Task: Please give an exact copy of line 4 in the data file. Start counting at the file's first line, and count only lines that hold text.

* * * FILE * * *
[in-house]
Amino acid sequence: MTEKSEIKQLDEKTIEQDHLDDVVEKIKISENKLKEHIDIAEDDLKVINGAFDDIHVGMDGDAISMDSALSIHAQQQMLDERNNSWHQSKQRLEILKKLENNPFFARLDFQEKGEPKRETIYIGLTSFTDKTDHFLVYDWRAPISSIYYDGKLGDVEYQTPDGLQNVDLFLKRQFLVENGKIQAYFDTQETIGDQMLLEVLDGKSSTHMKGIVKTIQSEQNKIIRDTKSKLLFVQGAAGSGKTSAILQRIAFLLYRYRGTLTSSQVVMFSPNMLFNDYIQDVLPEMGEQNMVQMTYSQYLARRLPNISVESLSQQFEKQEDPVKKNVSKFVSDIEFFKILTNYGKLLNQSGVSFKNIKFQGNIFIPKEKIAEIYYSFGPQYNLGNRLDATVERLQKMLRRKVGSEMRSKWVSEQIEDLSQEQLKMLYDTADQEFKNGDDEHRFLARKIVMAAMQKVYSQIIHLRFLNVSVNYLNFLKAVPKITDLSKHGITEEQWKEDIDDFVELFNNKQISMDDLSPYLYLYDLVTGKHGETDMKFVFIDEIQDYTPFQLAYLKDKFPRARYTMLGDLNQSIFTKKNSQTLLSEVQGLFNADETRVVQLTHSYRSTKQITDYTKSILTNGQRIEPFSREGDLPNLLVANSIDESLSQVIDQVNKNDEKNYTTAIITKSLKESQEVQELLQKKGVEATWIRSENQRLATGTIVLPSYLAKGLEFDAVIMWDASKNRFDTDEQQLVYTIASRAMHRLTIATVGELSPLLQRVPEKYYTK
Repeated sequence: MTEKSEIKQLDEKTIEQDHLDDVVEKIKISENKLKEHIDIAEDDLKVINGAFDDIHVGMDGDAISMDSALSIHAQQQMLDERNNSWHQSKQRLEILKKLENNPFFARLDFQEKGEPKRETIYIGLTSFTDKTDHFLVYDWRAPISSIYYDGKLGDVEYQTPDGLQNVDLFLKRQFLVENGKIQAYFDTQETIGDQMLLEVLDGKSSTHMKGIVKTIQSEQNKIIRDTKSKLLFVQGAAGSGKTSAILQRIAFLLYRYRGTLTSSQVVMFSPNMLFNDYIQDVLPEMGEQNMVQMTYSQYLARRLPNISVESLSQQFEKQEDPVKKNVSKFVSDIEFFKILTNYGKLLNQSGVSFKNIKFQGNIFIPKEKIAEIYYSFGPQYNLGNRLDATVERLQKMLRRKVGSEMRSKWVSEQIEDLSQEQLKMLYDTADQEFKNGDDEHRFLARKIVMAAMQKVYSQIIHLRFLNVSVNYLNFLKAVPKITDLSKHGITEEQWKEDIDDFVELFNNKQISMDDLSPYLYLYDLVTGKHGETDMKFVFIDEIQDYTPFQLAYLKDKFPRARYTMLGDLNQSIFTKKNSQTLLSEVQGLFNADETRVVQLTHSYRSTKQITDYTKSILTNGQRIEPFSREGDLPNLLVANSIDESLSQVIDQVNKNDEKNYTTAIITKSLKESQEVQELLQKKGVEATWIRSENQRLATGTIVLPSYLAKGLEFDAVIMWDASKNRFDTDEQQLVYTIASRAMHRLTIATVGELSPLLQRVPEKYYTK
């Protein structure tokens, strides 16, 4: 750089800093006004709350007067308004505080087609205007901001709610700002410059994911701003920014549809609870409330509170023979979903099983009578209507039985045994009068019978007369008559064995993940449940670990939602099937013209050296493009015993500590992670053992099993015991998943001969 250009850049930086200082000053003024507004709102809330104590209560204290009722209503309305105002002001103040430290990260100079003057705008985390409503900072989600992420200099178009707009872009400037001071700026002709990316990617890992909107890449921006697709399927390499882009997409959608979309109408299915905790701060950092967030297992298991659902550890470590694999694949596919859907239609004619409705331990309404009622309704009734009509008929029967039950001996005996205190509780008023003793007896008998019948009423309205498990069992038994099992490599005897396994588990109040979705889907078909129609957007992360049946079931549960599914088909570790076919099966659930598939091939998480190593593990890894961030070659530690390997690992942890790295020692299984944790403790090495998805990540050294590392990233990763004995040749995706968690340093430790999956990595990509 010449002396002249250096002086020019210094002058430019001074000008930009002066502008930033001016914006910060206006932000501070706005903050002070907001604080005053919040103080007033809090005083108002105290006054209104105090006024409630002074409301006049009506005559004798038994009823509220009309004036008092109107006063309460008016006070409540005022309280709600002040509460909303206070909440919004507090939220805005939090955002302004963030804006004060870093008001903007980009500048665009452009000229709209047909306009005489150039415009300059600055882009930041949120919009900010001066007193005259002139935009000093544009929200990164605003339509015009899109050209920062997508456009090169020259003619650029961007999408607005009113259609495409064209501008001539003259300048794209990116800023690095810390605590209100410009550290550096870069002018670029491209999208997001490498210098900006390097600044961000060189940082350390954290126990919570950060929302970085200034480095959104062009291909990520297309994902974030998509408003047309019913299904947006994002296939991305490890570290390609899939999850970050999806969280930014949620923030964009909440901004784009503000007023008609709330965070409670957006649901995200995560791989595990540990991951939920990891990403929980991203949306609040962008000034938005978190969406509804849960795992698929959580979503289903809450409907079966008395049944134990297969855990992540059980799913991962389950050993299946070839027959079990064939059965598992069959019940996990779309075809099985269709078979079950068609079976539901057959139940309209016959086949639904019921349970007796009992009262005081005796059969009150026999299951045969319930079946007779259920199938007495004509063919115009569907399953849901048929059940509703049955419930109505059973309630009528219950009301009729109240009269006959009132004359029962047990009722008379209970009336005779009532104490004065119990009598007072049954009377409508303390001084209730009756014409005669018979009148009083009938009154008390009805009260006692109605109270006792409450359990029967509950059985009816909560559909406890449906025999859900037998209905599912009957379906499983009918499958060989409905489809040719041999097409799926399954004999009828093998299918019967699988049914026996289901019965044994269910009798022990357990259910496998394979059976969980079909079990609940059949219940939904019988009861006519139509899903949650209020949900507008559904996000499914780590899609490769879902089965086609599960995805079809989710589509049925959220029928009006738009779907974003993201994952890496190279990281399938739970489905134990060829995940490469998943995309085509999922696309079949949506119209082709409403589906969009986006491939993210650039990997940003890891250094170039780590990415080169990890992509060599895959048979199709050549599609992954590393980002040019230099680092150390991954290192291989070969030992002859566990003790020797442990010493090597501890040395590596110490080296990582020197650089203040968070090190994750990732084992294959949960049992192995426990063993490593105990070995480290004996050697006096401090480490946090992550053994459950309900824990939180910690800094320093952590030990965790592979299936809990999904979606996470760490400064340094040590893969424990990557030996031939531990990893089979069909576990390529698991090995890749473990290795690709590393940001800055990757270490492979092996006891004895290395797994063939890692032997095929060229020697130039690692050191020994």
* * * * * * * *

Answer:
């Protein structure tokens, strides 16, 4: 750089800093006004709350007067308004505080087609205007901001709610700002410059994911701003920014549809609870409330509170023979979903099983009578209507039985045994009068019978007369008559064995993940449940670990939602099937013209050296493009015993500590992670053992099993015991998943001969 250009850049930086200082000053003024507004709102809330104590209560204290009722209503309305105002002001103040430290990260100079003057705008985390409503900072989600992420200099178009707009872009400037001071700026002709990316990617890992909107890449921006697709399927390499882009997409959608979309109408299915905790701060950092967030297992298991659902550890470590694999694949596919859907239609004619409705331990309404009622309704009734009509008929029967039950001996005996205190509780008023003793007896008998019948009423309205498990069992038994099992490599005897396994588990109040979705889907078909129609957007992360049946079931549960599914088909570790076919099966659930598939091939998480190593593990890894961030070659530690390997690992942890790295020692299984944790403790090495998805990540050294590392990233990763004995040749995706968690340093430790999956990595990509 010449002396002249250096002086020019210094002058430019001074000008930009002066502008930033001016914006910060206006932000501070706005903050002070907001604080005053919040103080007033809090005083108002105290006054209104105090006024409630002074409301006049009506005559004798038994009823509220009309004036008092109107006063309460008016006070409540005022309280709600002040509460909303206070909440919004507090939220805005939090955002302004963030804006004060870093008001903007980009500048665009452009000229709209047909306009005489150039415009300059600055882009930041949120919009900010001066007193005259002139935009000093544009929200990164605003339509015009899109050209920062997508456009090169020259003619650029961007999408607005009113259609495409064209501008001539003259300048794209990116800023690095810390605590209100410009550290550096870069002018670029491209999208997001490498210098900006390097600044961000060189940082350390954290126990919570950060929302970085200034480095959104062009291909990520297309994902974030998509408003047309019913299904947006994002296939991305490890570290390609899939999850970050999806969280930014949620923030964009909440901004784009503000007023008609709330965070409670957006649901995200995560791989595990540990991951939920990891990403929980991203949306609040962008000034938005978190969406509804849960795992698929959580979503289903809450409907079966008395049944134990297969855990992540059980799913991962389950050993299946070839027959079990064939059965598992069959019940996990779309075809099985269709078979079950068609079976539901057959139940309209016959086949639904019921349970007796009992009262005081005796059969009150026999299951045969319930079946007779259920199938007495004509063919115009569907399953849901048929059940509703049955419930109505059973309630009528219950009301009729109240009269006959009132004359029962047990009722008379209970009336005779009532104490004065119990009598007072049954009377409508303390001084209730009756014409005669018979009148009083009938009154008390009805009260006692109605109270006792409450359990029967509950059985009816909560559909406890449906025999859900037998209905599912009957379906499983009918499958060989409905489809040719041999097409799926399954004999009828093998299918019967699988049914026996289901019965044994269910009798022990357990259910496998394979059976969980079909079990609940059949219940939904019988009861006519139509899903949650209020949900507008559904996000499914780590899609490769879902089965086609599960995805079809989710589509049925959220029928009006738009779907974003993201994952890496190279990281399938739970489905134990060829995940490469998943995309085509999922696309079949949506119209082709409403589906969009986006491939993210650039990997940003890891250094170039780590990415080169990890992509060599895959048979199709050549599609992954590393980002040019230099680092150390991954290192291989070969030992002859566990003790020797442990010493090597501890040395590596110490080296990582020197650089203040968070090190994750990732084992294959949960049992192995426990063993490593105990070995480290004996050697006096401090480490946090992550053994459950309900824990939180910690800094320093952590030990965790592979299936809990999904979606996470760490400064340094040590893969424990990557030996031939531990990893089979069909576990390529698991090995890749473990290795690709590393940001800055990757270490492979092996006891004895290395797994063939890692032997095929060229020697130039690692050191020994």